D) again, the dependent clause is introduced with no subject or pronoun (ie which or that) which refers to the subject of the independent clause
E) to convey the idea of magnitude, "so" should have been placed before the adverbs which intend to modify the verb "shaped". Also, use of present perfect is unappropriate
)
"shaped so smoothly..." is a dependent clause with no subject? U can trace this to obvious subject wing mentioned in this sentence, can you not? Or B is correct because "shaped SMOOTHLY" is unidiomatic?
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 [#permalink] New post 28 Apr 2004, 14:07
A)
Dependent clause: "shaped so smoothly and perfectly that the air passing over them would not become turbulent"

Above statement, as a stand alone phrase does not make sense because it has no subject(or rather, object). What is shaped so smoothly and perfectly...? What does "them" refer to?
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 [#permalink] New post 16 Feb 2005, 15:56
I am not sure why the part after comma is not considered a modifier modifying wings.
Now consdiering this to be case of resumptive modifier one can chose B as a straight answer.
However, can one explain what is wrong with my previous logic? Does one need subject in the modifier?
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 [#permalink] New post 17 Feb 2005, 08:53
airplanes or wings need to be in second clause to remove ambiguity. B seems to be clearer
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 [#permalink] New post 17 Feb 2005, 14:05
Another question to add to Saurya's , Can it be treated as a modifier? Doesn't it modify wings? can somebody throw some light into this?
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 [#permalink] New post 17 Feb 2005, 16:19
Also can you really have something smoothly shaped? Wouldn't you have to seperate smooth and perfectly shaped for the sentence to actually make sense?...Don't know if this was asked...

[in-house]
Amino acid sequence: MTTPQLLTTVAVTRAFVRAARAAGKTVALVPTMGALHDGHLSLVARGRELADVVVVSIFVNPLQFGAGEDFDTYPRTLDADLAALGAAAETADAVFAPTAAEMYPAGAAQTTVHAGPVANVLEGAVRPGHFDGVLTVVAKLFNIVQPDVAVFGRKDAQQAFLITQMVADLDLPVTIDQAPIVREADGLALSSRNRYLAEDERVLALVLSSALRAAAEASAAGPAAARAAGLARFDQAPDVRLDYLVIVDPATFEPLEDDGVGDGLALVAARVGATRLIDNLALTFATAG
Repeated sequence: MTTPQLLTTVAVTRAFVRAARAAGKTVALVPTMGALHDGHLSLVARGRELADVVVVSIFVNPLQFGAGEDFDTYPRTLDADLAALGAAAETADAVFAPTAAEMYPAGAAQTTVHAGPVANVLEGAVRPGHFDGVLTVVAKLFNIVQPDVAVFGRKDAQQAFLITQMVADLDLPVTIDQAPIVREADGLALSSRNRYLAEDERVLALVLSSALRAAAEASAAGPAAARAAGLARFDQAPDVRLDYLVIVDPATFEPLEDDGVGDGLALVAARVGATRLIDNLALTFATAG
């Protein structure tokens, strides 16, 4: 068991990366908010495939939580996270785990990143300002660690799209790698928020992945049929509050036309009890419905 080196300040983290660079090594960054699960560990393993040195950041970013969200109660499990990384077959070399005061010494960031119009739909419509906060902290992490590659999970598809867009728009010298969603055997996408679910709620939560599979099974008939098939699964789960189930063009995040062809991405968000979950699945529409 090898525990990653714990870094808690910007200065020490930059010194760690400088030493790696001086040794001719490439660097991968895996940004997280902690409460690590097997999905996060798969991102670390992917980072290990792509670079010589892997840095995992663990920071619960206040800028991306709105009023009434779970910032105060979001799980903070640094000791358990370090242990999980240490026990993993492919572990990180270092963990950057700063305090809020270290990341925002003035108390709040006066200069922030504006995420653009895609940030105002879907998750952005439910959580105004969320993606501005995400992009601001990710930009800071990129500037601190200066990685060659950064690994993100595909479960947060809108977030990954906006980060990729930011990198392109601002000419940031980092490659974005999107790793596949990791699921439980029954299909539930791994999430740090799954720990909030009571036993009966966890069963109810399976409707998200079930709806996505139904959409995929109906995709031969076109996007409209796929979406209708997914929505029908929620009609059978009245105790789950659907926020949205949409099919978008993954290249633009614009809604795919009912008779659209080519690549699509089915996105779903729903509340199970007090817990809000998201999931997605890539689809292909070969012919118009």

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 [#permalink] New post 17 Feb 2005, 21:38
I looked into this one again and I believe the reason why A is not as good as B is simply because the relative pronoun "them" at the end of the sentence does not have any clear referrent. Does it refer to "airplanes" or "wings"? The same goes for A's participial phrase form which could refer to either one of those 2 preceding nouns.

For example, you have these 2 participial phrase structures:
eg The airplane kit model in the closet, built with such perfection that it amazed the whole family, was part of his collection.

As you can see above, there is an ambiguity as to what was built with such perfection. Is it the subject of the prepositional phrase in red or is it the "airplane kit model"? Because of this ambiguity, relative pronoun "it" also have an ambiguous referrent. If the author meant that it was the closet which was built with..., then he should repeat the word closet to clear such ambiguity. By the same token, "it" should then have a clear referrent.

eg The airplane kit model in the closet, a closet built with such perfection that it amazed the whole family, was part of his collection.

You can apply this same concept to the original question
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 [#permalink] New post 01 Mar 2005, 17:47
Paul wrote:
B) correctly introduces the dependent clause with the subject "wings"
C) "smooth and perfect" are adjectives. We need adverbs "smoothly and perfectly" in order to modify verb "shaped"


I missed this post.

I have a doubt in (B) and (C). :roll:

Both (B) and (C) have "so smooth", then why it is wrong in (C) but not in (B).
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 [#permalink] New post 01 Mar 2005, 17:48
I got my answer.
Such a silly question :wall .

In (B), "smooth" and "shaped" (adjectives) are modifying Noun (wings). So it is right.
In (C), "smooth" and "perfect" (adjectives) are modifying Verb (shaped) but we know that only Adverbs can modify Verb. So it is wrong.
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Re: 7. Since the 1930's aircraft manufacturers have tried to  [#permalink] New post 13 Nov 2013, 03:04
Hello from the GMAT Club VerbalBot!

Thanks to another GMAT Club member, I have just discovered this valuable topic, yet it had no discussion for over a year. I am now bumping it up - doing my job. I think you may find it valuable (esp those replies with Kudos).

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Re: 7. Since the 1930's aircraft manufacturers have tried to   [#permalink] 13 Nov 2013, 03:04